Monthly Archives: January 2012

Am I obsessed? Nah… couldn’t be… could it?

I find myself drawn to pain.  No, not like hurting myself with knives or candles or anything like that (high school was a long time ago).  The emotional suffering kind of pain.

In my “blogroll” I’ve linked to an awesome blog called “In Jennie’s Kitchen” where she is now chronicling life after her husband very unexpectedly passed away and how she copes.  Usually, her coping comes out in the kitchen because she loves, loves, loves to cook.  And yes, there are some pretty amazing recipes too.  But I confess: I am not reading her blog for her recipes.

Initially I was: I love food blogs and could read them until I die.  My favourite Saturday activity when I was single and carefree was to brew a pot of coffee and take a cookbook out and read it until the entire pot of coffee was gone.  True story!  I love reading about – and subsequently making what I’ve read – food.  I discovered Jennie’s blog after her beloved Mikey had died and the blogging community reposted her request that we all make a peanut butter pie for Mikey.  Bakerella reposted the request, and there I “met” Jennie.

And now I’m officially sidetracked.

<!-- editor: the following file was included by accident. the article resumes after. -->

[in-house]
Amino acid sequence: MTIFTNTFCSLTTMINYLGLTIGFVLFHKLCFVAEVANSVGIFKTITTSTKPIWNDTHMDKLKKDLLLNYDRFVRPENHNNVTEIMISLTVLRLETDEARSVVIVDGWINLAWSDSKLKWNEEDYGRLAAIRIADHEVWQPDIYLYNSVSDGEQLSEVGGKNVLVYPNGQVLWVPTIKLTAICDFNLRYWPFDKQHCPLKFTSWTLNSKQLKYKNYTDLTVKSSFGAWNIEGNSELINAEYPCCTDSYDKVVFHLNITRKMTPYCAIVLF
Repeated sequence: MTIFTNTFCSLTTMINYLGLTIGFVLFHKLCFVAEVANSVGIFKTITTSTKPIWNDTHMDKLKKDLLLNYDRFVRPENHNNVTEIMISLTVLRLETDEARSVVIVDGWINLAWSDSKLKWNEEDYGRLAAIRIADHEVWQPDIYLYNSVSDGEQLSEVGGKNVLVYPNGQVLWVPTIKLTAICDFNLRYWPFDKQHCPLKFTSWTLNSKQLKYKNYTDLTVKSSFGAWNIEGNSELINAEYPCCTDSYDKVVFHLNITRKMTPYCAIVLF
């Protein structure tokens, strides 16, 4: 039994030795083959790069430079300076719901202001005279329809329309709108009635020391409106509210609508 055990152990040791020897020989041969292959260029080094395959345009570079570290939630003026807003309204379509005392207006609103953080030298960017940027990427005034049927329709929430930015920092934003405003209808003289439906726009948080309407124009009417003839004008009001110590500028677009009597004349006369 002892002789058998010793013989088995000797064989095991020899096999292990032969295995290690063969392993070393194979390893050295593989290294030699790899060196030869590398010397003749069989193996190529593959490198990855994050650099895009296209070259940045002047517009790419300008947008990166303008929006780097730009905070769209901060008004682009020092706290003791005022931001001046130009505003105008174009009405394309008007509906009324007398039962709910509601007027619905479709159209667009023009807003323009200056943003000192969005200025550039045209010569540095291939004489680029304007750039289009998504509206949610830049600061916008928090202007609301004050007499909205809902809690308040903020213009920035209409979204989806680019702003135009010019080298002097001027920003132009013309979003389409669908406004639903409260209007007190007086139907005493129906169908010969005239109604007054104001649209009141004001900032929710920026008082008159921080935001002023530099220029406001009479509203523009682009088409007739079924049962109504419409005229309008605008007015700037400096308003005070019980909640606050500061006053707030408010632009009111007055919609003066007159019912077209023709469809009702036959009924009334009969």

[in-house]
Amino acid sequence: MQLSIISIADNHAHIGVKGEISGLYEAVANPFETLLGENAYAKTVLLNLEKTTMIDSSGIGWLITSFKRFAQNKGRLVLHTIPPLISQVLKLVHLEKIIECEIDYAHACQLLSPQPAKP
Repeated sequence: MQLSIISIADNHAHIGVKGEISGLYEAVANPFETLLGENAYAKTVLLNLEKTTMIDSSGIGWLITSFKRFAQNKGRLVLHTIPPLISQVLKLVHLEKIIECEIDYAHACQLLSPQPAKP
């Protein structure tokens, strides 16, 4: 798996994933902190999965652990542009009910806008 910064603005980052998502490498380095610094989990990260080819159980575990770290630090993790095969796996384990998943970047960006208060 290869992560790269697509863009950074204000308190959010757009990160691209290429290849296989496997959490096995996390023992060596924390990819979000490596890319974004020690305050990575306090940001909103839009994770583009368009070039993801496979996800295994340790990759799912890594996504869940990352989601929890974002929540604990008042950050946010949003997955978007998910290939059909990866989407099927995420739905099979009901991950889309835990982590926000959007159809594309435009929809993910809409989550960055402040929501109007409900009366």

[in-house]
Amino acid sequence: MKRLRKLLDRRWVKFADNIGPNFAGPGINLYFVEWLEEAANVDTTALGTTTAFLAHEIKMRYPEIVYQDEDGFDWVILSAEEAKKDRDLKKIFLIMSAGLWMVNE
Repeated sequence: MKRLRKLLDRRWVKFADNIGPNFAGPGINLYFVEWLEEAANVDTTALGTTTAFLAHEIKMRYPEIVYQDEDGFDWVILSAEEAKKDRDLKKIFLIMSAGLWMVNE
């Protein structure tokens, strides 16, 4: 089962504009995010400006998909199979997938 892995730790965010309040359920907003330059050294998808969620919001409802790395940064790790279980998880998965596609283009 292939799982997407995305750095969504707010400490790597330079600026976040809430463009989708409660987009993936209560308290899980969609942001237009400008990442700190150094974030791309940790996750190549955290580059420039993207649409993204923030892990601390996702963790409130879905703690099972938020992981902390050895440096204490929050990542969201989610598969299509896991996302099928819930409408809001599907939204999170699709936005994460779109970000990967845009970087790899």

When I first made it to Jennie’s site, I read every post since Mikey’s passing.  I cried – sometimes I wept – at the rawness of her grief.  She is very eloquent, has an incredible way of expressing herself, and I find it freeing to read her stories.  I chose the word freeing deliberately.  Every post that she writes reminds me that even though things at home are maybe not ideal, I love the life that I lead with the people in my home.  She keeps me grounded, humble and grateful.  So I check in with her a couple of times a week, and every time she posts, I cry.  I go to her site knowing I’m going to find her pain, and I look forward to it.  I find it cathartic.

Today is the birthday of an old friend of mine.  He passed away very unexpectedly a few months ago, and I was shocked.  I haven’t seen this person in…  probably close to 15 years, and yet I grieved for him.  I think in part – like with Jennie’s site – I thought about how I would cope if MOMD left us now.  I grieved for the family that my friend left behind, because of my perception of how we would grieve if it were us (me & the boys) in their shoes.  But like I said, today is his birthday.  I just spent about 5 minutes reading all of the postings on his facebook page from people who miss him and hope that he’s celebrating his life on the other side.  And yeah, I teared up reading their posts.  I did not write on his wall, but rather to his wife directly telling her that I was thinking of her and the girls today, sending them love and light, hoping that the love and support they have around them helps them through what is sure to be a tough day.